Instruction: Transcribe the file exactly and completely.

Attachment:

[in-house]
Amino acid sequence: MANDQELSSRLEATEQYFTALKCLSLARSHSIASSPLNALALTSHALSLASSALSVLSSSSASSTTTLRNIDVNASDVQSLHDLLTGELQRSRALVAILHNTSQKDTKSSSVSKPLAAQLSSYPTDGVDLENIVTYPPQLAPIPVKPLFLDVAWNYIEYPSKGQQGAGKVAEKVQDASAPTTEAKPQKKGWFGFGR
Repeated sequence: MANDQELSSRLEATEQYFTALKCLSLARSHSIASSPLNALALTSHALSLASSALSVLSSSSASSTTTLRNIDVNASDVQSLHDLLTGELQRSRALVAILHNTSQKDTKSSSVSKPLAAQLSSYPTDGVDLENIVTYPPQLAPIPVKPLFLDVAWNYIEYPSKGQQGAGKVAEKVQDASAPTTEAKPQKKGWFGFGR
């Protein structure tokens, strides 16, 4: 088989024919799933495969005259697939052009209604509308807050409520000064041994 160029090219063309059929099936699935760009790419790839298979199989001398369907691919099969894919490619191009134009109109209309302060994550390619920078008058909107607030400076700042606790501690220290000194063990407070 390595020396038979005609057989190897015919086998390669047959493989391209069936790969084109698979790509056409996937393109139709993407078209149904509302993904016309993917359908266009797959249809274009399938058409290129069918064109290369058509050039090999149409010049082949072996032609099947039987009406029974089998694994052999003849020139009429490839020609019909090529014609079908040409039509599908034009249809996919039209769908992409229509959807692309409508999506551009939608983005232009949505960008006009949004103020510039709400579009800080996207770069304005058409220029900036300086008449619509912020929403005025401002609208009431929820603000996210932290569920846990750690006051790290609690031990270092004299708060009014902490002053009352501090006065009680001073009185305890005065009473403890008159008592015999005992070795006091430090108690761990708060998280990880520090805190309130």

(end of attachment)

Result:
[in-house]
Amino acid sequence: MANDQELSSRLEATEQYFTALKCLSLARSHSIASSPLNALALTSHALSLASSALSVLSSSSASSTTTLRNIDVNASDVQSLHDLLTGELQRSRALVAILHNTSQKDTKSSSVSKPLAAQLSSYPTDGVDLENIVTYPPQLAPIPVKPLFLDVAWNYIEYPSKGQQGAGKVAEKVQDASAPTTEAKPQKKGWFGFGR
Repeated sequence: MANDQELSSRLEATEQYFTALKCLSLARSHSIASSPLNALALTSHALSLASSALSVLSSSSASSTTTLRNIDVNASDVQSLHDLLTGELQRSRALVAILHNTSQKDTKSSSVSKPLAAQLSSYPTDGVDLENIVTYPPQLAPIPVKPLFLDVAWNYIEYPSKGQQGAGKVAEKVQDASAPTTEAKPQKKGWFGFGR
């Protein structure tokens, strides 16, 4: 088989024919799933495969005259697939052009209604509308807050409520000064041994 160029090219063309059929099936699935760009790419790839298979199989001398369907691919099969894919490619191009134009109109209309302060994550390619920078008058909107607030400076700042606790501690220290000194063990407070 390595020396038979005609057989190897015919086998390669047959493989391209069936790969084109698979790509056409996937393109139709993407078209149904509302993904016309993917359908266009797959249809274009399938058409290129069918064109290369058509050039090999149409010049082949072996032609099947039987009406029974089998694994052999003849020139009429490839020609019909090529014609079908040409039509599908034009249809996919039209769908992409229509959807692309409508999506551009939608983005232009949505960008006009949004103020510039709400579009800080996207770069304005058409220029900036300086008449619509912020929403005025401002609208009431929820603000996210932290569920846990750690006051790290609690031990270092004299708060009014902490002053009352501090006065009680001073009185305890005065009473403890008159008592015999005992070795006091430090108690761990708060998280990880520090805190309130």